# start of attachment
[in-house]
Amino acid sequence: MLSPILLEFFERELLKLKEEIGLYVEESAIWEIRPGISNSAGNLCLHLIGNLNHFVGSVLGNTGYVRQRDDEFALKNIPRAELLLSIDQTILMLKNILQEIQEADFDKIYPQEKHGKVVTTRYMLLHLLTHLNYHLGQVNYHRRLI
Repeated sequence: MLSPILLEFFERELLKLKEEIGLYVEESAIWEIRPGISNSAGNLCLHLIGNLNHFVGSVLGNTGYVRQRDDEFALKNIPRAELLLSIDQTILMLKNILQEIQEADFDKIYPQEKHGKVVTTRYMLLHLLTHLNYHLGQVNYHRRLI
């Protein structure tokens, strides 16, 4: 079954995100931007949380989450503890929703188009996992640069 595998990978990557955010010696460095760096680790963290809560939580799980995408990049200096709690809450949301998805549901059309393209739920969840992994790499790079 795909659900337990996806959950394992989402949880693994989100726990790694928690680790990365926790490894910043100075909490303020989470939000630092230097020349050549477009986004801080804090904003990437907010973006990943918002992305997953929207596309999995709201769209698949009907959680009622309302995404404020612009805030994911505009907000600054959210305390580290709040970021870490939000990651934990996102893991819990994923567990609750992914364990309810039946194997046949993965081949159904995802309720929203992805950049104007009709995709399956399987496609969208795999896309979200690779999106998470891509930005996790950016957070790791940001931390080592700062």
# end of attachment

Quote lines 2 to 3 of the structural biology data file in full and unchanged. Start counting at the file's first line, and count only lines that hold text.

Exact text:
Amino acid sequence: MLSPILLEFFERELLKLKEEIGLYVEESAIWEIRPGISNSAGNLCLHLIGNLNHFVGSVLGNTGYVRQRDDEFALKNIPRAELLLSIDQTILMLKNILQEIQEADFDKIYPQEKHGKVVTTRYMLLHLLTHLNYHLGQVNYHRRLI
Repeated sequence: MLSPILLEFFERELLKLKEEIGLYVEESAIWEIRPGISNSAGNLCLHLIGNLNHFVGSVLGNTGYVRQRDDEFALKNIPRAELLLSIDQTILMLKNILQEIQEADFDKIYPQEKHGKVVTTRYMLLHLLTHLNYHLGQVNYHRRLI